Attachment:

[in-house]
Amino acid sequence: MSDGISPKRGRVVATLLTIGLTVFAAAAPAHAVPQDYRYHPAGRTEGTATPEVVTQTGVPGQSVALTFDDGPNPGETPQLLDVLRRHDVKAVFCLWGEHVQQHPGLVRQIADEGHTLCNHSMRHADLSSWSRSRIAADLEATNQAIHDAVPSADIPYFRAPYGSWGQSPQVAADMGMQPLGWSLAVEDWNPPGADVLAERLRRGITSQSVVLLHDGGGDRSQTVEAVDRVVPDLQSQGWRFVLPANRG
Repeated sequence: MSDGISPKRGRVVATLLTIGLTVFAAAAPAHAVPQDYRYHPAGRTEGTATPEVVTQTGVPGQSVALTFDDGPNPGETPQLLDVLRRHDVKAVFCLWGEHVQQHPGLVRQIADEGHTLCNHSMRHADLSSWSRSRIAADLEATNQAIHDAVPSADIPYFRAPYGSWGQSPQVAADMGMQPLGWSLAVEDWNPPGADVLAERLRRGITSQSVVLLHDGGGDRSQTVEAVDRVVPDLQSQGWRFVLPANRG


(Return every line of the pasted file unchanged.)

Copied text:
[in-house]
Amino acid sequence: MSDGISPKRGRVVATLLTIGLTVFAAAAPAHAVPQDYRYHPAGRTEGTATPEVVTQTGVPGQSVALTFDDGPNPGETPQLLDVLRRHDVKAVFCLWGEHVQQHPGLVRQIADEGHTLCNHSMRHADLSSWSRSRIAADLEATNQAIHDAVPSADIPYFRAPYGSWGQSPQVAADMGMQPLGWSLAVEDWNPPGADVLAERLRRGITSQSVVLLHDGGGDRSQTVEAVDRVVPDLQSQGWRFVLPANRG
Repeated sequence: MSDGISPKRGRVVATLLTIGLTVFAAAAPAHAVPQDYRYHPAGRTEGTATPEVVTQTGVPGQSVALTFDDGPNPGETPQLLDVLRRHDVKAVFCLWGEHVQQHPGLVRQIADEGHTLCNHSMRHADLSSWSRSRIAADLEATNQAIHDAVPSADIPYFRAPYGSWGQSPQVAADMGMQPLGWSLAVEDWNPPGADVLAERLRRGITSQSVVLLHDGGGDRSQTVEAVDRVVPDLQSQGWRFVLPANRG